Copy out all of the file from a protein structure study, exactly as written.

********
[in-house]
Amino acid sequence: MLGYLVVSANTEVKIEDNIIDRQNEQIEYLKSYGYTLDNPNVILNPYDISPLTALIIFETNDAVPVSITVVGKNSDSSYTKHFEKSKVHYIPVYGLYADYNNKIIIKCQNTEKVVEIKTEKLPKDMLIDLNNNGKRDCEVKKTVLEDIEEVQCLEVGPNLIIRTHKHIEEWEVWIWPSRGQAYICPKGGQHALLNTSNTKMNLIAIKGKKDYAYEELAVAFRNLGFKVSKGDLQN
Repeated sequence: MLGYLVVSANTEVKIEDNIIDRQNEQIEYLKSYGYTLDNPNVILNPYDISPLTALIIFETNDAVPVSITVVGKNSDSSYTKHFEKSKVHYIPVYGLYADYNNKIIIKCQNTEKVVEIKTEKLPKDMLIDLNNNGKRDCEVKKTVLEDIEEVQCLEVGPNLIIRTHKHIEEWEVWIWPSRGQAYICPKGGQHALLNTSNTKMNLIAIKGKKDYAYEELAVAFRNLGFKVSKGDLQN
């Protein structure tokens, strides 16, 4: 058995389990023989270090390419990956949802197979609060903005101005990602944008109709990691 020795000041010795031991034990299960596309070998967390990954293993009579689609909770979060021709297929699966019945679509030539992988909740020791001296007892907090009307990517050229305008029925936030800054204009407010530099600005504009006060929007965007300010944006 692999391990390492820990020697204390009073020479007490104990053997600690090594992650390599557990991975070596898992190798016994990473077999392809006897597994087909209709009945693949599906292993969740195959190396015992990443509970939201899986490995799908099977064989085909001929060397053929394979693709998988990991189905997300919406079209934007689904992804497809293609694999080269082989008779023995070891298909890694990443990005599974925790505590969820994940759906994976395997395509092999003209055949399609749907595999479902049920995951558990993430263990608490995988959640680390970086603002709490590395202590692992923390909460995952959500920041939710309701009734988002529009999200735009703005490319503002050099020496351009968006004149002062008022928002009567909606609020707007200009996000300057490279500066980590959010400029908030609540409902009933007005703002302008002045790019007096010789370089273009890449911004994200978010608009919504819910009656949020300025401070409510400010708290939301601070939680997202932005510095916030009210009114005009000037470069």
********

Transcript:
[in-house]
Amino acid sequence: MLGYLVVSANTEVKIEDNIIDRQNEQIEYLKSYGYTLDNPNVILNPYDISPLTALIIFETNDAVPVSITVVGKNSDSSYTKHFEKSKVHYIPVYGLYADYNNKIIIKCQNTEKVVEIKTEKLPKDMLIDLNNNGKRDCEVKKTVLEDIEEVQCLEVGPNLIIRTHKHIEEWEVWIWPSRGQAYICPKGGQHALLNTSNTKMNLIAIKGKKDYAYEELAVAFRNLGFKVSKGDLQN
Repeated sequence: MLGYLVVSANTEVKIEDNIIDRQNEQIEYLKSYGYTLDNPNVILNPYDISPLTALIIFETNDAVPVSITVVGKNSDSSYTKHFEKSKVHYIPVYGLYADYNNKIIIKCQNTEKVVEIKTEKLPKDMLIDLNNNGKRDCEVKKTVLEDIEEVQCLEVGPNLIIRTHKHIEEWEVWIWPSRGQAYICPKGGQHALLNTSNTKMNLIAIKGKKDYAYEELAVAFRNLGFKVSKGDLQN
């Protein structure tokens, strides 16, 4: 058995389990023989270090390419990956949802197979609060903005101005990602944008109709990691 020795000041010795031991034990299960596309070998967390990954293993009579689609909770979060021709297929699966019945679509030539992988909740020791001296007892907090009307990517050229305008029925936030800054204009407010530099600005504009006060929007965007300010944006 692999391990390492820990020697204390009073020479007490104990053997600690090594992650390599557990991975070596898992190798016994990473077999392809006897597994087909209709009945693949599906292993969740195959190396015992990443509970939201899986490995799908099977064989085909001929060397053929394979693709998988990991189905997300919406079209934007689904992804497809293609694999080269082989008779023995070891298909890694990443990005599974925790505590969820994940759906994976395997395509092999003209055949399609749907595999479902049920995951558990993430263990608490995988959640680390970086603002709490590395202590692992923390909460995952959500920041939710309701009734988002529009999200735009703005490319503002050099020496351009968006004149002062008022928002009567909606609020707007200009996000300057490279500066980590959010400029908030609540409902009933007005703002302008002045790019007096010789370089273009890449911004994200978010608009919504819910009656949020300025401070409510400010708290939301601070939680997202932005510095916030009210009114005009000037470069």